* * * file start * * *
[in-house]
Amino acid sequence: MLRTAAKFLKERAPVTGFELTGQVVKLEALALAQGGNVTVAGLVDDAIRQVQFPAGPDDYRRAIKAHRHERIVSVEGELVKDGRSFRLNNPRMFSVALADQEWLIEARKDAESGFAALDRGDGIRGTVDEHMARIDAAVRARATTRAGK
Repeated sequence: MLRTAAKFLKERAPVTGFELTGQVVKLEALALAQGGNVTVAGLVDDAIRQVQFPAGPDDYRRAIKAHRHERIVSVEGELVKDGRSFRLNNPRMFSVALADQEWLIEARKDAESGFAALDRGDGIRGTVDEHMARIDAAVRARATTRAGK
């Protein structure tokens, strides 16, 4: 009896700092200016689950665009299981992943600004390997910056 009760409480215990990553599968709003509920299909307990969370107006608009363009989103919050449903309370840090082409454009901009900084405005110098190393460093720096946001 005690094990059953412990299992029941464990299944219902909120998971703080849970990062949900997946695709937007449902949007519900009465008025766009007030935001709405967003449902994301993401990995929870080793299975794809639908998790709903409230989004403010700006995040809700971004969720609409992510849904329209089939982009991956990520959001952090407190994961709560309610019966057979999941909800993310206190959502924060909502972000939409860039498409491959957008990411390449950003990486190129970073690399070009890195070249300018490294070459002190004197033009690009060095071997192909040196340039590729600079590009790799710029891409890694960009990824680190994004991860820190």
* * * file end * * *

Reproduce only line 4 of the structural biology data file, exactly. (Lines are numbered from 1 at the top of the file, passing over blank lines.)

């Protein structure tokens, strides 16, 4: 009896700092200016689950665009299981992943600004390997910056 009760409480215990990553599968709003509920299909307990969370107006608009363009989103919050449903309370840090082409454009901009900084405005110098190393460093720096946001 005690094990059953412990299992029941464990299944219902909120998971703080849970990062949900997946695709937007449902949007519900009465008025766009007030935001709405967003449902994301993401990995929870080793299975794809639908998790709903409230989004403010700006995040809700971004969720609409992510849904329209089939982009991956990520959001952090407190994961709560309610019966057979999941909800993310206190959502924060909502972000939409860039498409491959957008990411390449950003990486190129970073690399070009890195070249300018490294070459002190004197033009690009060095071997192909040196340039590729600079590009790799710029891409890694960009990824680190994004991860820190």